User Review: Eddie Bauer Men's First Ascent BC-200 Jacket
Source: bought via a "pro deal"
Price Paid: $99
This is a surprisingly lightweight, weatherproof breathable jacket.
- Uncertain about durability due to the thin fabric
I purchased this jacket last spring, and used it on several day hikes and backpacking trips. At 11 oz it's quite a bit lighter than the REI eVent jacket that I had been using.
Mine is sized large, allowing for layering underneath. It's a comfortable fit on me, at 5'10" and around 185 pounds. The zipper engages easily, a big deal in bad weather. The hood is oversized so that can fit over a climbing helmet, but it has a drawcord that allows cinching it down to fit one's head comfortably. It also has a small brim.
My first few trips with this jacket were at Mount Rainier, hiking from Paradise to Camp Muir. On the first trip the weather was inclement; it was windy and raining pretty much for the entire trip. I kept the BC-200 on the entire time, and the water beaded off it nicely. The jacket did an excellent job of keeping the gusts of wind out as well.
I took my BC-200 with me on a week-long backpacking trip in the North Cascades, specifically the Glacier Peak Wilderness. For the most part, the days were hot and the evenings chilly. Most of our camp sites were at 6000 feet or higher, so when the sun went down so did the temperatures. That said, it was July in the Cascades, so the sunset was pretty late.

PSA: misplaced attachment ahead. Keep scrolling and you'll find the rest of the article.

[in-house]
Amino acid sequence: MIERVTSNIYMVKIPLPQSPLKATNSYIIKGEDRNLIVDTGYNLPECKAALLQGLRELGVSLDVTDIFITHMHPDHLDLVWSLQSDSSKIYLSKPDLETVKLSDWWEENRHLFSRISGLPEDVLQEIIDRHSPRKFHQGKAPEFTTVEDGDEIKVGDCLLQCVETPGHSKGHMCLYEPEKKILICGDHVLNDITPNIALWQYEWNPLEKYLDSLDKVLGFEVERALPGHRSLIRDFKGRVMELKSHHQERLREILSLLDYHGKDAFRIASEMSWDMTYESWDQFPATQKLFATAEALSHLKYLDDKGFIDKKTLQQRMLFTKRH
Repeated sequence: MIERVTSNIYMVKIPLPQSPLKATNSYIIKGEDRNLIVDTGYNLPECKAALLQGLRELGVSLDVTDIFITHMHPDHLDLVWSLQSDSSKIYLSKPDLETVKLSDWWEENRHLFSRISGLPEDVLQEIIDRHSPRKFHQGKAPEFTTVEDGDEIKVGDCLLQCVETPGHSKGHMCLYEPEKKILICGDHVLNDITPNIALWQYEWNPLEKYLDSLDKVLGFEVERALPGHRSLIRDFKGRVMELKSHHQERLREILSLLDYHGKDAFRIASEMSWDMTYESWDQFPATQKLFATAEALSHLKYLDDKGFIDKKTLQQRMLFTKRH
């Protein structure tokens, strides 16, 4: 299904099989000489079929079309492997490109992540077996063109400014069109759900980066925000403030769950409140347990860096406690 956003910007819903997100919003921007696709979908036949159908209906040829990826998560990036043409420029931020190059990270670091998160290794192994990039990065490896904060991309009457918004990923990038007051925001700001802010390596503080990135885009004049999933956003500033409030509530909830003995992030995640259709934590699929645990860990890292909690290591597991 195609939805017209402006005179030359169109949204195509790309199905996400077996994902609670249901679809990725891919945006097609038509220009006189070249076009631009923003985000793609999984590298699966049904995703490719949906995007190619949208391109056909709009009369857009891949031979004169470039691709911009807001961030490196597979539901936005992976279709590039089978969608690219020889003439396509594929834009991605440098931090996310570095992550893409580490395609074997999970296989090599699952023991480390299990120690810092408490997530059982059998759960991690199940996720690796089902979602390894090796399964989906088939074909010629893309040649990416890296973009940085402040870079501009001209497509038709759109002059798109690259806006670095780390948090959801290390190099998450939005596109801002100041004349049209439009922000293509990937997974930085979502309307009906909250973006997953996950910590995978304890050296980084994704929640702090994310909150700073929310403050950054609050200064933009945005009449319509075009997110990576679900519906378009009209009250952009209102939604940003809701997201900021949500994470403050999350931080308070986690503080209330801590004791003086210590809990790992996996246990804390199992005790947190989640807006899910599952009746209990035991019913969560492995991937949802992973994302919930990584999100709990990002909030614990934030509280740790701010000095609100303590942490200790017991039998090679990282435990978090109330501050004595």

The weather was perfect when we arrived at our 3rd to last camp, but not much later a cloud bank rolled over the ridge and enveloped us, bringing with it a cold breeze as well as the threat of rain. I wore my BCS-200 over a First Ascent softshell and an Ibex wool hoodie base layer. The combination kept me warm, and kept the wind out. The weather the following evening was even worse, with lower temperatures plus fog and more wind. Same story.
I used this combination when hiking in the Gates of the Arctic also, a wool base layer, First Ascent softshell, and BCS-200 hardshell. Being labor day weekend, it was near the end of the Arctic autumn, so the nights were bitterly cold, and the warmest it got during the day was the 30's and 40's when the sun was out.
The pockets on this jacket are accessible when wearing a backpack, but being an ultralight hardshell, they're not handwarmers. It does not have armpit zips, because as I understand it the testers didn't feel that they needed them, because the fabric was breathable enough to get the job done.
My only concern so far is that due to the extremely light fabric, I don't know how well it will hold up over time. So far however, it shows no signs of wear, in spite of having it out in some fairly harsh conditions — including wearing it at the summit of Mount Rainier.
I recommend this jacket for anyone looking for a lightweight hardshell jacket, or even just as an emergency rain jacket.